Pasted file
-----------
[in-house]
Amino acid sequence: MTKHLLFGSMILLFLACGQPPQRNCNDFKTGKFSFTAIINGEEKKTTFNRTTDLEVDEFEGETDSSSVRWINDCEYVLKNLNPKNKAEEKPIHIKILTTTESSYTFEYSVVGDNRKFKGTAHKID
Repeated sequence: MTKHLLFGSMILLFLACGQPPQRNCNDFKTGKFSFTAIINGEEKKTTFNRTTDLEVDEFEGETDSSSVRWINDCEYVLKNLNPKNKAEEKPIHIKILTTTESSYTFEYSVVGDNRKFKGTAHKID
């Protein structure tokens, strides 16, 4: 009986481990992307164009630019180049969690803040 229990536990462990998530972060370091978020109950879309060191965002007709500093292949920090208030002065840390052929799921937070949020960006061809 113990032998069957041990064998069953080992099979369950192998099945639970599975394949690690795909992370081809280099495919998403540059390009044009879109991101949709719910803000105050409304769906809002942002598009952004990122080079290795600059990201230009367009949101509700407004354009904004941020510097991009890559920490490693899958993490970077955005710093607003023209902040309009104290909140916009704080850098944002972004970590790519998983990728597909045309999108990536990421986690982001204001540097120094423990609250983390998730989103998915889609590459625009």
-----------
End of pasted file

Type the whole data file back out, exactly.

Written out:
[in-house]
Amino acid sequence: MTKHLLFGSMILLFLACGQPPQRNCNDFKTGKFSFTAIINGEEKKTTFNRTTDLEVDEFEGETDSSSVRWINDCEYVLKNLNPKNKAEEKPIHIKILTTTESSYTFEYSVVGDNRKFKGTAHKID
Repeated sequence: MTKHLLFGSMILLFLACGQPPQRNCNDFKTGKFSFTAIINGEEKKTTFNRTTDLEVDEFEGETDSSSVRWINDCEYVLKNLNPKNKAEEKPIHIKILTTTESSYTFEYSVVGDNRKFKGTAHKID
């Protein structure tokens, strides 16, 4: 009986481990992307164009630019180049969690803040 229990536990462990998530972060370091978020109950879309060191965002007709500093292949920090208030002065840390052929799921937070949020960006061809 113990032998069957041990064998069953080992099979369950192998099945639970599975394949690690795909992370081809280099495919998403540059390009044009879109991101949709719910803000105050409304769906809002942002598009952004990122080079290795600059990201230009367009949101509700407004354009904004941020510097991009890559920490490693899958993490970077955005710093607003023209902040309009104290909140916009704080850098944002972004970590790519998983990728597909045309999108990536990421986690982001204001540097120094423990609250983390998730989103998915889609590459625009």